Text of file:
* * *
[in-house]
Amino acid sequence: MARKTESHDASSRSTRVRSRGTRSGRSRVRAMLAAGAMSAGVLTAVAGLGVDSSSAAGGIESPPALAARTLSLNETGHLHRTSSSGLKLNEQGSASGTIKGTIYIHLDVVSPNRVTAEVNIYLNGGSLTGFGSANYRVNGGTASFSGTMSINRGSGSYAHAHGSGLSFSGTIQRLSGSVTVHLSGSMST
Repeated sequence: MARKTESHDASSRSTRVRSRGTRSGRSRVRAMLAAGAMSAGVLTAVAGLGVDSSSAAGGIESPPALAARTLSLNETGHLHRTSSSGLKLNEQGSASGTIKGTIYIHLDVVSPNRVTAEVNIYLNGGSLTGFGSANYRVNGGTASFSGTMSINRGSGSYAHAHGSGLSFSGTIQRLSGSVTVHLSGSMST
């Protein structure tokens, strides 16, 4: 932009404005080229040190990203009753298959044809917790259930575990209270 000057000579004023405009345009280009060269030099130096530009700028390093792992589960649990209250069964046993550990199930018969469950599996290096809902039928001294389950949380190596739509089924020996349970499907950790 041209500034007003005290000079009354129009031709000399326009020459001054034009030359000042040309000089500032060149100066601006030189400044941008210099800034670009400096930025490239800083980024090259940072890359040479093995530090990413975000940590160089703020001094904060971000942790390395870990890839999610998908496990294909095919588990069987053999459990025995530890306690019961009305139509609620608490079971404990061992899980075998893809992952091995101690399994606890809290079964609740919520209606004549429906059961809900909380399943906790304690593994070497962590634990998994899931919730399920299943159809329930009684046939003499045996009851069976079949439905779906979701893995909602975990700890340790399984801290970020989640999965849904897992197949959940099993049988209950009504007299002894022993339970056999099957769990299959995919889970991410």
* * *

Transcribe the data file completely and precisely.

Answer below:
[in-house]
Amino acid sequence: MARKTESHDASSRSTRVRSRGTRSGRSRVRAMLAAGAMSAGVLTAVAGLGVDSSSAAGGIESPPALAARTLSLNETGHLHRTSSSGLKLNEQGSASGTIKGTIYIHLDVVSPNRVTAEVNIYLNGGSLTGFGSANYRVNGGTASFSGTMSINRGSGSYAHAHGSGLSFSGTIQRLSGSVTVHLSGSMST
Repeated sequence: MARKTESHDASSRSTRVRSRGTRSGRSRVRAMLAAGAMSAGVLTAVAGLGVDSSSAAGGIESPPALAARTLSLNETGHLHRTSSSGLKLNEQGSASGTIKGTIYIHLDVVSPNRVTAEVNIYLNGGSLTGFGSANYRVNGGTASFSGTMSINRGSGSYAHAHGSGLSFSGTIQRLSGSVTVHLSGSMST
């Protein structure tokens, strides 16, 4: 932009404005080229040190990203009753298959044809917790259930575990209270 000057000579004023405009345009280009060269030099130096530009700028390093792992589960649990209250069964046993550990199930018969469950599996290096809902039928001294389950949380190596739509089924020996349970499907950790 041209500034007003005290000079009354129009031709000399326009020459001054034009030359000042040309000089500032060149100066601006030189400044941008210099800034670009400096930025490239800083980024090259940072890359040479093995530090990413975000940590160089703020001094904060971000942790390395870990890839999610998908496990294909095919588990069987053999459990025995530890306690019961009305139509609620608490079971404990061992899980075998893809992952091995101690399994606890809290079964609740919520209606004549429906059961809900909380399943906790304690593994070497962590634990998994899931919730399920299943159809329930009684046939003499045996009851069976079949439905779906979701893995909602975990700890340790399984801290970020989640999965849904897992197949959940099993049988209950009504007299002894022993339970056999099957769990299959995919889970991410």